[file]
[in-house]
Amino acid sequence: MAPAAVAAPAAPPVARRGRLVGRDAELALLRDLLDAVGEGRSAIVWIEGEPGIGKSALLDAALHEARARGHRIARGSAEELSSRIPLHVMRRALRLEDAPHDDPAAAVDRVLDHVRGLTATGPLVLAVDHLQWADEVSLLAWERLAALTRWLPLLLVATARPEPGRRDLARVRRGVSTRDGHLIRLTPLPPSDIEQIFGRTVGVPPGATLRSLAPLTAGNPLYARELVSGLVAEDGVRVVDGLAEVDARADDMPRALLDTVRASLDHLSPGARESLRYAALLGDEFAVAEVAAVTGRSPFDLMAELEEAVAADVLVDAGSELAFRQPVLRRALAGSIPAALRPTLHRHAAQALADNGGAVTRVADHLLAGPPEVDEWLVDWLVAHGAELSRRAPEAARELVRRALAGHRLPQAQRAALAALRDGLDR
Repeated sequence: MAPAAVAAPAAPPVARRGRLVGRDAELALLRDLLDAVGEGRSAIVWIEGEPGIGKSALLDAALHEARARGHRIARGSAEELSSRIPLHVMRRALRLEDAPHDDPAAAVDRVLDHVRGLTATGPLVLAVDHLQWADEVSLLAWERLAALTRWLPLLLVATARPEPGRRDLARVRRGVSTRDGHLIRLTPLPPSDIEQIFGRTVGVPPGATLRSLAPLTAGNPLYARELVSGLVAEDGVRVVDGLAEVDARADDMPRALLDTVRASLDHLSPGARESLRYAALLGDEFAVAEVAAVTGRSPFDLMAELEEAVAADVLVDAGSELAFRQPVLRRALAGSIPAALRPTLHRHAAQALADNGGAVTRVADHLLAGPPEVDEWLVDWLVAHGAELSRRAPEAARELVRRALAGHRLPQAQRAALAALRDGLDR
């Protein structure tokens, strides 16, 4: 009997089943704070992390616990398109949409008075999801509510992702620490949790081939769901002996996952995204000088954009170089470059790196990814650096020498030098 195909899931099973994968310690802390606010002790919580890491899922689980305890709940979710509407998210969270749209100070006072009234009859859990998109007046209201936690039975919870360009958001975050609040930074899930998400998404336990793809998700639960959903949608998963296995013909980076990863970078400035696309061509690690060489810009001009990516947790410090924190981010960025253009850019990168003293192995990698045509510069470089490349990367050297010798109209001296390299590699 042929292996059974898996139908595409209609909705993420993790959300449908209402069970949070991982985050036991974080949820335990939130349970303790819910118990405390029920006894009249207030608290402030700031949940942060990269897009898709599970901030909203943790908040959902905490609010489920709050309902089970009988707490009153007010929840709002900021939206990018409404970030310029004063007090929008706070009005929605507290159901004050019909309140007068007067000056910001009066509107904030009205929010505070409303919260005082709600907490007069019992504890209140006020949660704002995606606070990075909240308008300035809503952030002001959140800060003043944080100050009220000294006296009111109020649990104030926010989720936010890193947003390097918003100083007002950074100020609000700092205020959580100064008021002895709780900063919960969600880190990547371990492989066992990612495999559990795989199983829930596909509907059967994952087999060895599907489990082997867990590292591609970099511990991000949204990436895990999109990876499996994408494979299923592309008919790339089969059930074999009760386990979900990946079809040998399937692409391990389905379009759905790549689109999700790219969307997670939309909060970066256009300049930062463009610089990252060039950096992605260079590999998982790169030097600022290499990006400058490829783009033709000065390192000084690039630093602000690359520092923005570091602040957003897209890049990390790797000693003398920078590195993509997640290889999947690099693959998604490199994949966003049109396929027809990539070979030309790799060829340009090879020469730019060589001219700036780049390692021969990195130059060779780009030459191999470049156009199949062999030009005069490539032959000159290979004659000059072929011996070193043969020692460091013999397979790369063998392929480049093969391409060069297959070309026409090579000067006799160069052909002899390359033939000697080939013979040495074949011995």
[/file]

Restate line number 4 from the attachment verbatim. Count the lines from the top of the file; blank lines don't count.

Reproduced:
């Protein structure tokens, strides 16, 4: 009997089943704070992390616990398109949409008075999801509510992702620490949790081939769901002996996952995204000088954009170089470059790196990814650096020498030098 195909899931099973994968310690802390606010002790919580890491899922689980305890709940979710509407998210969270749209100070006072009234009859859990998109007046209201936690039975919870360009958001975050609040930074899930998400998404336990793809998700639960959903949608998963296995013909980076990863970078400035696309061509690690060489810009001009990516947790410090924190981010960025253009850019990168003293192995990698045509510069470089490349990367050297010798109209001296390299590699 042929292996059974898996139908595409209609909705993420993790959300449908209402069970949070991982985050036991974080949820335990939130349970303790819910118990405390029920006894009249207030608290402030700031949940942060990269897009898709599970901030909203943790908040959902905490609010489920709050309902089970009988707490009153007010929840709002900021939206990018409404970030310029004063007090929008706070009005929605507290159901004050019909309140007068007067000056910001009066509107904030009205929010505070409303919260005082709600907490007069019992504890209140006020949660704002995606606070990075909240308008300035809503952030002001959140800060003043944080100050009220000294006296009111109020649990104030926010989720936010890193947003390097918003100083007002950074100020609000700092205020959580100064008021002895709780900063919960969600880190990547371990492989066992990612495999559990795989199983829930596909509907059967994952087999060895599907489990082997867990590292591609970099511990991000949204990436895990999109990876499996994408494979299923592309008919790339089969059930074999009760386990979900990946079809040998399937692409391990389905379009759905790549689109999700790219969307997670939309909060970066256009300049930062463009610089990252060039950096992605260079590999998982790169030097600022290499990006400058490829783009033709000065390192000084690039630093602000690359520092923005570091602040957003897209890049990390790797000693003398920078590195993509997640290889999947690099693959998604490199994949966003049109396929027809990539070979030309790799060829340009090879020469730019060589001219700036780049390692021969990195130059060779780009030459191999470049156009199949062999030009005069490539032959000159290979004659000059072929011996070193043969020692460091013999397979790369063998392929480049093969391409060069297959070309026409090579000067006799160069052909002899390359033939000697080939013979040495074949011995």